And, Tamara Jare at My Botanical Garden – You were one of the first to follow my blog. I have your art in my shed.  And I feel so close to you that it’s hard to believe you are 6,000 miles away! We will meet someday; I’m sure of it.

I took the time today to look back at the “letters” I’ve written to you, dear readers. It was fun to see which posts were your favorites and reflect on mine.

Most Popular Posts:

Hopelessness and Heroines

TGFT!

My Journey to Strong: Chapter 2

No Regrets

Posts I Like Best:

It’s Not Over Until It’s Over

She’s Flying

Maui Time

AND…all of the above!

Thank you Kristin, Beth, Laurie and NATALIE!

Cheers to blogging,

Michele

Physical Fitness, Mental Health and Growing Older

My Journey to Strong: Chapter 3

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Chapter 3: Cardio is Not a Walk in the Park

Dear Reader:

OMG, I knew so little the day I walked through the door at Zone Fitness! During my first meeting with my personal trainer, Jonathan, we discussed the importance of both cardio (fitness slang for cardiovascular activity) and weight training. I told him that I was intimidated by weights.

“But, I like cardio,” I offered. “In fact, I exercise four days a week and count my steps!”

I learned very quickly, though, that my idea of cardio was not the same as Jonathan’s. I discovered that I fell far short of meeting the recommendations by the Centers for Disease Control and the American Heart Association and by extension my doctor. Intensity matters! It only counts as cardio when you elevate your heart rate into an aerobic zone, which is 55 to 85 percent of your maximum. Any movement is good, but I was really short-changing myself. I was not working or sweating enough to achieve my weight loss goals or maintain my health. 

Real cardio is hard. The machine I’m sitting on in the picture above is a Cybex arc. I’d never given one a go and, let’s just say, the first time was an experience. I felt like I was going to die after 5 minutes, but I needed to make friends with that machine because it’s designed to be easier on the joints than an elliptical and burn 16% more calories than a treadmill.

I’m proud to say that I can now burn 400 calories in a 35 minute workout on the arc. Getting there required me to trust my trainer. I’d constantly joke that I hoped picking me up after my heart attack was included in my dues. But, honestly, I was scared. I had to learn that I couldn’t/shouldn’t jump off the machine when my inner monologue changed from…you can do this, Michele to …this feels horrible, Tom will kill me if I die in the gym, I don’t know if I can continue, I hate this blanking machine!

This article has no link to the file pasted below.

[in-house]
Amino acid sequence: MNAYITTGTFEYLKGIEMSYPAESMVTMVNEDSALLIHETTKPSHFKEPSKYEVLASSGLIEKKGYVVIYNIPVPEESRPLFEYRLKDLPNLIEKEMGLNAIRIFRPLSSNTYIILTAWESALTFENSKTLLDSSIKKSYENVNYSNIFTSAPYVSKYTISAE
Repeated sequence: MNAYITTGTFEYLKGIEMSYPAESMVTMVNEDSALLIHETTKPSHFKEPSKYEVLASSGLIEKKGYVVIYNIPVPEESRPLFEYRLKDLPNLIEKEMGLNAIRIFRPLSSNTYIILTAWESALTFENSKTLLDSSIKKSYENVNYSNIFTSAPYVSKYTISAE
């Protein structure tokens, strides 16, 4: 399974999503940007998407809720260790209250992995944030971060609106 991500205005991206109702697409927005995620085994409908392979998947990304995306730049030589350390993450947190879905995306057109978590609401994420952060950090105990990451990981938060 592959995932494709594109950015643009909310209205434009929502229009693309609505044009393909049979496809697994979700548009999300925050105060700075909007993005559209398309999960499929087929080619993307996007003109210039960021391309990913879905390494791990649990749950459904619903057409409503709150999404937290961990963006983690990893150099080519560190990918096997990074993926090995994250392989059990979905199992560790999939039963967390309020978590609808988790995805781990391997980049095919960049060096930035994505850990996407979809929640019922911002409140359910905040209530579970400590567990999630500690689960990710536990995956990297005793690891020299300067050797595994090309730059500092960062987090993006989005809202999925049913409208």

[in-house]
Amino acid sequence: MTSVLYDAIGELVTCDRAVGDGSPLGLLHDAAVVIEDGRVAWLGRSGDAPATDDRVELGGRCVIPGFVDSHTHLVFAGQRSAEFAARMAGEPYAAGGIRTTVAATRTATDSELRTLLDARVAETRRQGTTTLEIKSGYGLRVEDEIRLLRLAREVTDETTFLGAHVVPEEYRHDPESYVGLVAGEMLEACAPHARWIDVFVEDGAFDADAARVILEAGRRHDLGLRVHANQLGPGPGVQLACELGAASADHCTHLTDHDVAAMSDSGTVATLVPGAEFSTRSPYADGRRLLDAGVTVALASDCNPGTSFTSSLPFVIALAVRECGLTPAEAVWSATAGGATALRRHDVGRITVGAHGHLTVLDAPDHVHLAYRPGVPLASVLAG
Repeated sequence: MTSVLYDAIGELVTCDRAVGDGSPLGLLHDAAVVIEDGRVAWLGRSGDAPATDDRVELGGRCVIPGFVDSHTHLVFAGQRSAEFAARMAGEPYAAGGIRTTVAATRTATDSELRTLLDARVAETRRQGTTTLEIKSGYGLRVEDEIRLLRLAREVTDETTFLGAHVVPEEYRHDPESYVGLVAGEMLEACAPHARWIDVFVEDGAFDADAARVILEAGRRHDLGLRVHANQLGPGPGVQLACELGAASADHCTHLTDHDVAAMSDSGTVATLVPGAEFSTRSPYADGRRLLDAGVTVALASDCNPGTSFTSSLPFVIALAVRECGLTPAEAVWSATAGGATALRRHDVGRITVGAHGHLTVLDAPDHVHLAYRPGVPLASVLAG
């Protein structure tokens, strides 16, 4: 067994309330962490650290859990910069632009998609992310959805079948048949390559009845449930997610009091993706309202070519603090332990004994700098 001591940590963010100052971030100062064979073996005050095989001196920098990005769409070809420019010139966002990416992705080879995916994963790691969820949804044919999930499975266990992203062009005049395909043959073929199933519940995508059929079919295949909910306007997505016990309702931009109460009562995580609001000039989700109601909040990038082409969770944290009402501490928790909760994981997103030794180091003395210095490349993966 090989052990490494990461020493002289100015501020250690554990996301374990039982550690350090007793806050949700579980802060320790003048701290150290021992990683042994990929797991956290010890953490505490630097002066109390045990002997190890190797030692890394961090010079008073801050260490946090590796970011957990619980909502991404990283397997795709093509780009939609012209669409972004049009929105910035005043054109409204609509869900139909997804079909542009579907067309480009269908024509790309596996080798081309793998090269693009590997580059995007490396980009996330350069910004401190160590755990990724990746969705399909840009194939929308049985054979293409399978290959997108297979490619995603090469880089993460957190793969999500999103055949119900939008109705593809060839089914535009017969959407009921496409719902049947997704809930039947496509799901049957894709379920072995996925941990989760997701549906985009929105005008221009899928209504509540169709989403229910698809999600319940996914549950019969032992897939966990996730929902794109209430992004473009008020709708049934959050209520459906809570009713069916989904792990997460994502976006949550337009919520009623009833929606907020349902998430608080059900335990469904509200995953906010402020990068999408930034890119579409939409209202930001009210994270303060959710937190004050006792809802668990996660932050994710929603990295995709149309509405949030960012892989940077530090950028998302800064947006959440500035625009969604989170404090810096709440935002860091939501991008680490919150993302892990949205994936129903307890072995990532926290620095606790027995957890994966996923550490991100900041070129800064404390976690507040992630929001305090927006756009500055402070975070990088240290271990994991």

Jonathan identified this highly unpleasant feeling:  metabolic pain. (I’ll let you google that for the scientific explanation.) I only needed to know that it wasn’t a sign that I was going to die, but instead a sign that I was getting a good work out. We monitored my heart rate and Jonathan checked in frequently to ensure that I was expending the correct amount of energy.

“How are you doing?” he’d ask me. In those moments, I wasn’t sure I liked him.  My inner monologue went something like this…Can’t you tell by the look on my face?, Didn’t you notice that drop of sweat that just fell to the floor by your foot? Can’t you think of a better question? I later learned that Jonathan was administering the “talk test.” (You should be working so hard that you can’t carry on a conversation, but easy enough that you can contribute short sentences.)

After the first week of cardio training, it did get easier for me to keep pushing. I know what to expect. I can sense what my heart rate is before I check my reading. In short, I know my body better. Cardio has become a three-day a week activity, but I’m not saying it’s easy. Just when I’ve got my workout nailed, my trainer tweaks the settings! That brings me to my third bit of newly acquired wisdom on My Journey to Strong:

You only improve your fitness when you challenge your body.

Michele

Dogs

Awaiting my Arrival

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“The greatest fear dogs know is the fear that you will not come back when you go out the door without them.”

― Stanley Coren

Dear Reader:

It doesn’t take a professor of canine psychology like Dr. Coren to observe what any dog owner knows; our faithful companions do not like to be left behind. I would add that there is no one who is obviously more enthralled to greet me than my dog!

Before the jumping, tail wagging and cuddling, comes the barking that I can hear when I open the door of my car. As I approach my front gate, I can see Winnie’s face peering out hoping to see me.

How can anyone resist the simple joy of owning a dog? I do not know.

Michele